Airbus to help qualify GEFERTEC metal 3D printer for aerospace-grade production

GEFERTEC, the German developer and provider of 3DMP metal 3D printers and technology, is to deliver an industrial-scale arc403 machine to international aeronautics company Airbus.

Together with German private sector research organization the Bremen Institute for Applied Beam Technology (BIAS), Airbus is preparing the arc403’s 3DMP metal 3D printing process for use in the aerospace industry.

The advantages of 3DMP

3DMP is a wire-arc melting based metal additive manufacturing process capable of creating near-net-shape components.

The technique, according to GEFERTEC, promises to eradicate waste with “nearly 100% material utilization,” and cost savings of “up to 60% versus conventional manufacturing.”

In total, the company has four 3DMP machines in its portfolio:

– The arc603: a 3-axis machine capable of creating components up to 3 m³, with a maximum mass of 3000kg.
– The arc605: a 5-axis machine with a maximum capacity of up to 0.8 m³ and 500 kg mass.
– The arc405: 5-axis, 0.06 m³ capabilities and a maximum mass of 200 kg.
– And the arc403, the 3-axis machine which has just been installed by Airbus.

The process of producing a finished part with 3DMP follows 4 main steps: digital CAD/CAM design, manufacturing/3D printing, 3D scanning/metrology, and milling.

Inside a 3DMP 3D printer. Photo via GEFERTEC
Inside a 3DMP 3D printer. Photo via GEFERTEC

More eco-efficient flight

Airbus and BIAS’s arc403 3D printer has been provided by GEFERTEC as part of the Regis Project, under the German government’s Federal Aviation Research Programme (LuFo).

The purpose of LuFo is to support and help fund R&D efforts working toward more eco-efficient flight, following objectives set by the Advisory Council for Aviation Research and Innovation in Europe (ACARE) and the Flightpath 2050 vision set by the European Commission.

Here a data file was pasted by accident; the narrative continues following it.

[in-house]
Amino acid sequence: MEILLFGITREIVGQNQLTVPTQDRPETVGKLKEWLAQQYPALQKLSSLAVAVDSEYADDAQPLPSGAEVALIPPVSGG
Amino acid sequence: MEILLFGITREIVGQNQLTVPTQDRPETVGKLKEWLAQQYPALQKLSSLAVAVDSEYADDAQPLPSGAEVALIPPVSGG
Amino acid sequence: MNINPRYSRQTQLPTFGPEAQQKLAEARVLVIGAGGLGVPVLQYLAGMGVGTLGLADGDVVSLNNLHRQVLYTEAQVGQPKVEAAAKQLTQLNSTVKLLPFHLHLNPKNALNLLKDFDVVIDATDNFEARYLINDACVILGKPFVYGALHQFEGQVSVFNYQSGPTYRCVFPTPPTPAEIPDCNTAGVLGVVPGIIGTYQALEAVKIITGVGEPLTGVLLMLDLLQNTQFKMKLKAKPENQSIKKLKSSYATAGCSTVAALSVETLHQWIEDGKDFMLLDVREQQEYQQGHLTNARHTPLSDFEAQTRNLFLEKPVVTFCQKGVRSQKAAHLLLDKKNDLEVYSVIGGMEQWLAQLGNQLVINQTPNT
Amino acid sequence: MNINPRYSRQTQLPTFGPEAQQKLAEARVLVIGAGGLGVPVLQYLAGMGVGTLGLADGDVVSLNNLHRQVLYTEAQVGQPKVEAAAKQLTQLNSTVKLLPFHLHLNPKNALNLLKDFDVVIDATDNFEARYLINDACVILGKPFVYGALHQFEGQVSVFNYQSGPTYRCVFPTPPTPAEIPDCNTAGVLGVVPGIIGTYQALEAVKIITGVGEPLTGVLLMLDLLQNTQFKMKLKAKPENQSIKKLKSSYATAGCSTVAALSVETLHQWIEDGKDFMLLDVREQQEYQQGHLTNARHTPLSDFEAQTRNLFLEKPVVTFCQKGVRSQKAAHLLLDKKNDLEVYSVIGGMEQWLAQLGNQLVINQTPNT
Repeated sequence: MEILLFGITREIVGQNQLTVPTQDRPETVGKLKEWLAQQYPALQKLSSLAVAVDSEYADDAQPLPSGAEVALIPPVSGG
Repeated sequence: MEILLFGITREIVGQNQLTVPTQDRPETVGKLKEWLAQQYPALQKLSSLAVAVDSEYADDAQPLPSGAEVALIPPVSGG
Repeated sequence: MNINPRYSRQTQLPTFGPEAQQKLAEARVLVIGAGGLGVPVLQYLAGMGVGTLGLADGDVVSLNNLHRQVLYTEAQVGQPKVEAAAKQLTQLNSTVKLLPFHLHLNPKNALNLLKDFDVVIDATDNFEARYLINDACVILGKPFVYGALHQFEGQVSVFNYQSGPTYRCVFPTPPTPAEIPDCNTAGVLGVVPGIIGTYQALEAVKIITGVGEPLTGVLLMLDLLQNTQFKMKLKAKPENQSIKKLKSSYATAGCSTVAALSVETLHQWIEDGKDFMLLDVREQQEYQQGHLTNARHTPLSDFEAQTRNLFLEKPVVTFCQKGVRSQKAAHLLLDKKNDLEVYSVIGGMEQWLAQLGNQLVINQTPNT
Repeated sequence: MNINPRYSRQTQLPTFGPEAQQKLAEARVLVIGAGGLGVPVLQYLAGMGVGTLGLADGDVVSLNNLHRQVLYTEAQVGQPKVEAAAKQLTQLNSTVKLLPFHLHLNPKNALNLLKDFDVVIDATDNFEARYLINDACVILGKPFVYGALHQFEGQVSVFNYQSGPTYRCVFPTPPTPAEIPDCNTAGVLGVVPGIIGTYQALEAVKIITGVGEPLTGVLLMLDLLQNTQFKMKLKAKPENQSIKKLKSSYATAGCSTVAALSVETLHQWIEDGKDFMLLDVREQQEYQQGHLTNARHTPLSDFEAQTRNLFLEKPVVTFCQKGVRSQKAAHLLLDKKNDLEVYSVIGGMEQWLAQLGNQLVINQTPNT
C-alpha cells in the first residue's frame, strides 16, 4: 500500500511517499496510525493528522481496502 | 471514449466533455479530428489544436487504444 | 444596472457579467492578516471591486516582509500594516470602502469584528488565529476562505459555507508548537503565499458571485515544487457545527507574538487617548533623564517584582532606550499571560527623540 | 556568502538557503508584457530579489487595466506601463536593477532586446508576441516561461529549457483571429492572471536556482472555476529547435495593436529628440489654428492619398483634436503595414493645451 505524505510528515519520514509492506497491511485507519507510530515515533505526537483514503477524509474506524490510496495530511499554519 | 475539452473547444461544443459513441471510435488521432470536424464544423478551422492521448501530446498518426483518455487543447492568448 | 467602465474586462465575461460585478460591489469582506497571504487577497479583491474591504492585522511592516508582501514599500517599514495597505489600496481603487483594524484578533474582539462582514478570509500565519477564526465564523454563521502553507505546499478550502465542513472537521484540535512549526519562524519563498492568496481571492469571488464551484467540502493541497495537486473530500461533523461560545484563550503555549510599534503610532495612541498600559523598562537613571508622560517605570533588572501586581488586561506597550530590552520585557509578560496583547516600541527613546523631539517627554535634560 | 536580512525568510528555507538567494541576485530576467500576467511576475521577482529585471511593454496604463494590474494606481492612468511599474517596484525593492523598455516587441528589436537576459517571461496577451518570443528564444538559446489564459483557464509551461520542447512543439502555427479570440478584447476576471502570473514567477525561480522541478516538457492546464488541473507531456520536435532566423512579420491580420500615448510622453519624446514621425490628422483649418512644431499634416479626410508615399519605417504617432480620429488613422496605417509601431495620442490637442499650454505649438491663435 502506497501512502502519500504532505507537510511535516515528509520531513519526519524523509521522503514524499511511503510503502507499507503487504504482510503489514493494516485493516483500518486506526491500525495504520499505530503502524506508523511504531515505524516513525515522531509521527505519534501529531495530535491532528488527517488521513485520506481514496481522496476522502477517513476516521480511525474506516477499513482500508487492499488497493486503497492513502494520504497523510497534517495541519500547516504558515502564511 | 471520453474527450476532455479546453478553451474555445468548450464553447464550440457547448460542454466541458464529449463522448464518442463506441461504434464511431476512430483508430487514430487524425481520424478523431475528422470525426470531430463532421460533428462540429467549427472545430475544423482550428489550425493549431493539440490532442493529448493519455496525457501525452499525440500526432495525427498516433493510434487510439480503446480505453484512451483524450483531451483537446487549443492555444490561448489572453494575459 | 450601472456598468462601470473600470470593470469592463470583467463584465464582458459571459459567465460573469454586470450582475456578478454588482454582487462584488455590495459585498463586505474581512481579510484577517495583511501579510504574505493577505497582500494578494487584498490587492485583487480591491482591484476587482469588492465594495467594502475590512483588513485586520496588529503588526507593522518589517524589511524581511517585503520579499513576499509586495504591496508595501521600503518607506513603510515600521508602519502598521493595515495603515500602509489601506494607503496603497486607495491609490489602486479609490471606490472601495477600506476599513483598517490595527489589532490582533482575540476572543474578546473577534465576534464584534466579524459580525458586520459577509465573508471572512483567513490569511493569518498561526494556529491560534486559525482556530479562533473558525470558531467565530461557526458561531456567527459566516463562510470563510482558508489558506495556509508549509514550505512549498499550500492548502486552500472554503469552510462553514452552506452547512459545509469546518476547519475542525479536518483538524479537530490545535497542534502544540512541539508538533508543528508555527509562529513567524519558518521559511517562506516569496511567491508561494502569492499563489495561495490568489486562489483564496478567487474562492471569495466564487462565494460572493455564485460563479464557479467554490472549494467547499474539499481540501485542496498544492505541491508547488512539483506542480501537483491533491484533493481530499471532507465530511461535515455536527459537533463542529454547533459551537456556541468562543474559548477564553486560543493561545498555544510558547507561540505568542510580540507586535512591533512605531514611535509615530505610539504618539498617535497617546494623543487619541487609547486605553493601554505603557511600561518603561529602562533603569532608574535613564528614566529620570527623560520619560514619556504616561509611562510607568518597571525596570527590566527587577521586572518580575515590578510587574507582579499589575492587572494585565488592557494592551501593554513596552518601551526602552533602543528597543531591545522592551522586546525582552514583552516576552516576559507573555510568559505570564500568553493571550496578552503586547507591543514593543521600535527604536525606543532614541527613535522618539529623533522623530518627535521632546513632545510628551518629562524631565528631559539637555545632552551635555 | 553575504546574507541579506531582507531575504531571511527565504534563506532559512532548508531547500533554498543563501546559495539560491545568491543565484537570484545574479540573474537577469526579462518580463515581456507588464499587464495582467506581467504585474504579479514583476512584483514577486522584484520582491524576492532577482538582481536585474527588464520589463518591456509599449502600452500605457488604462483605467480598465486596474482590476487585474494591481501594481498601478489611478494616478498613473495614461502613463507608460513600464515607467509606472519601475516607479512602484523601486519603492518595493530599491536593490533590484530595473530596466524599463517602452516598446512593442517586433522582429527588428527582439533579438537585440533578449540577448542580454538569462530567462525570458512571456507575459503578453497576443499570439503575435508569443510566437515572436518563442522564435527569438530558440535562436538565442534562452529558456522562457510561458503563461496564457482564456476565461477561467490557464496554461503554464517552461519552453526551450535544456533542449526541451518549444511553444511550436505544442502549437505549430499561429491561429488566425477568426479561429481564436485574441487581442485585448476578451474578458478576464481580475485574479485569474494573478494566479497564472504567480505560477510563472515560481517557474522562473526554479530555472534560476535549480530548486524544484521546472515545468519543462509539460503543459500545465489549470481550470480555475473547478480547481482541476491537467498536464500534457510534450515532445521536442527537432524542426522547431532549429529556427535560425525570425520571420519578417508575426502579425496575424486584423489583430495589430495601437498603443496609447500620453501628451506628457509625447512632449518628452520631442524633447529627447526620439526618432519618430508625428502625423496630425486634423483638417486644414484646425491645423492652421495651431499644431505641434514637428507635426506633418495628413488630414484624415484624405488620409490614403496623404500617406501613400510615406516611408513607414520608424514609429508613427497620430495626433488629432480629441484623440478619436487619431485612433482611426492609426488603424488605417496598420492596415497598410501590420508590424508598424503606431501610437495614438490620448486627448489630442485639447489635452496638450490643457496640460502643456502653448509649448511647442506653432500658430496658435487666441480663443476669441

In the Regis Project, GEFERTEC’s 3DMP process will be qualified for production-level manufacturing in the aerospace industry by the year 2021.

The aerospace certification race

Other metal 3D printing technologies working for aerospace qualification include Norsk Titanium Rapid Plasma Deposition (RPD) method, which was used to make Boeing’s first structurally-supportive, additive-manufactured titanium part for a commercial airline. Though certified for installation aboard the 787 Dreamliner, the RPD 3D printed part was subject to a point design qualification from the Federal Aviation Administration (FAA), relating only to that part’s specific geometry. The next step would be to achieve certification for design allowables using the RPD process.

Also in partnership with Boeing, and most recently with Lufthansa MRO division Lufthansa Technik, Swiss-listed technology group Oerlikon, has been demonstrating its commitment to create additive manufacturing standards for the aerospace industry.

And, in Singapore, competing aerospace giants Airbus and Boeing have committed to integrate 3D printing into military aircraft maintenance.

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Featured image shows the GEFERTEC 3DMP additive manufacturing process. Photo via GEFERTEC